Ion plating is an exciting and new modern technique used for a variety of applications. Within the jewelry and watch trade, this process is used to apply a hardwearing and durable finish to products. Primarily, it is used to complete accessories crafted from stainless steel. Read on and gain a new understanding of this fascinating technique.
What is Ion Plating and What are the Benefits of Ion Plated Jewelry?
• Five to eight times more durable than traditional methods.
• Less material is required for coating, lowering prices.
• Available in many attractive colors such as black, rose gold and yellow gold.
• The finish can be highly polished or matte, and options in-between.
• Stainless steel offers a hardwearing, reliable base.
This process has quickly gained a strong following, and with reason! Ion plating is very durable compared to traditional techniques. Experimentation has shown that this new method can be five to eight times more durable. This makes ion plated jewelry and accessories a rugged option for daily wear.
The coating material is applied in a very thin layer. Thanks to the bonding process that is utilized, less material is needed to coat the item. This can drastically reduce costs when manufacturing products in bulk. And, of course, this ultimately drives down prices for consumers.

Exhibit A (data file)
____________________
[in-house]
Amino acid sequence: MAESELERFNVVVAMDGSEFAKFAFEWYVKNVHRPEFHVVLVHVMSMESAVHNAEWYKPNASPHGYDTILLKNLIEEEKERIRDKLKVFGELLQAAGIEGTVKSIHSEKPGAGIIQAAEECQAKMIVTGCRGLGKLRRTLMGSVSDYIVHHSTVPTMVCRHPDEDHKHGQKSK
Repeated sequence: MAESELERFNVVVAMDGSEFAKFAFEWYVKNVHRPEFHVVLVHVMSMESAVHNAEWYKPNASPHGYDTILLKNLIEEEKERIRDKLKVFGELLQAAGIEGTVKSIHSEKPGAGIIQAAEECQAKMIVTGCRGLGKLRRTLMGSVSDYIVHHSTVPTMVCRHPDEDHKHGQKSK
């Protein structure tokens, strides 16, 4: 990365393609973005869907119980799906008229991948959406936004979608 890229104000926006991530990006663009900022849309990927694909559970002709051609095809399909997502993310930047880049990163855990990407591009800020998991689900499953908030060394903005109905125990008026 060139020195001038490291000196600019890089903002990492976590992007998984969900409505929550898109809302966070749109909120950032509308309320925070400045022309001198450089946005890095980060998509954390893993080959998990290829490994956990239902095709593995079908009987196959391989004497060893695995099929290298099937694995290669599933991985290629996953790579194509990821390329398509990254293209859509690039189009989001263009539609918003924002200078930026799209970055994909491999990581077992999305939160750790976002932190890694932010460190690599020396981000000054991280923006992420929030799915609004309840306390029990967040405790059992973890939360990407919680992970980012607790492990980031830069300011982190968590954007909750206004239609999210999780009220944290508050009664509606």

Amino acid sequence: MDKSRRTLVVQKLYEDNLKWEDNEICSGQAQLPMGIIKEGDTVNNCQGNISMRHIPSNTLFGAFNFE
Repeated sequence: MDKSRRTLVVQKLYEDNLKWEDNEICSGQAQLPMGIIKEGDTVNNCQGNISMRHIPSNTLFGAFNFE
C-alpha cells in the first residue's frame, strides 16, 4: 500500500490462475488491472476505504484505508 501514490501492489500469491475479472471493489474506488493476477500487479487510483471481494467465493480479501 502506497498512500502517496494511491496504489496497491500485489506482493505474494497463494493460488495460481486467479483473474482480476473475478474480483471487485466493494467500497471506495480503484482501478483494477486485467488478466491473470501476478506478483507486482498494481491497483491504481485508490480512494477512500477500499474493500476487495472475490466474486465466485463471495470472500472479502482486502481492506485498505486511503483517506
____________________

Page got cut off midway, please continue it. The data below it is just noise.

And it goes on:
Thanks to the versatility of this process, many color varieties are available. The most popular choices include yellow gold, rose gold and a black coating. Finishes can either be a glossy polish or matte finish.
Such a rugged finished needs an equally strong base. Stainless steel is, therefore, an ideal material. Stainless steel has long been a popular metal for use in watches, and in recent years has soared in popularity for jewelry use. When ion plating is combined with stainless steel, the result is a heavy-duty item that withstands the rigors of daily use.
How is Ion Plating Applied?
• The surface material, or substrate, is cleaned of any impurities through a process known as sputtering.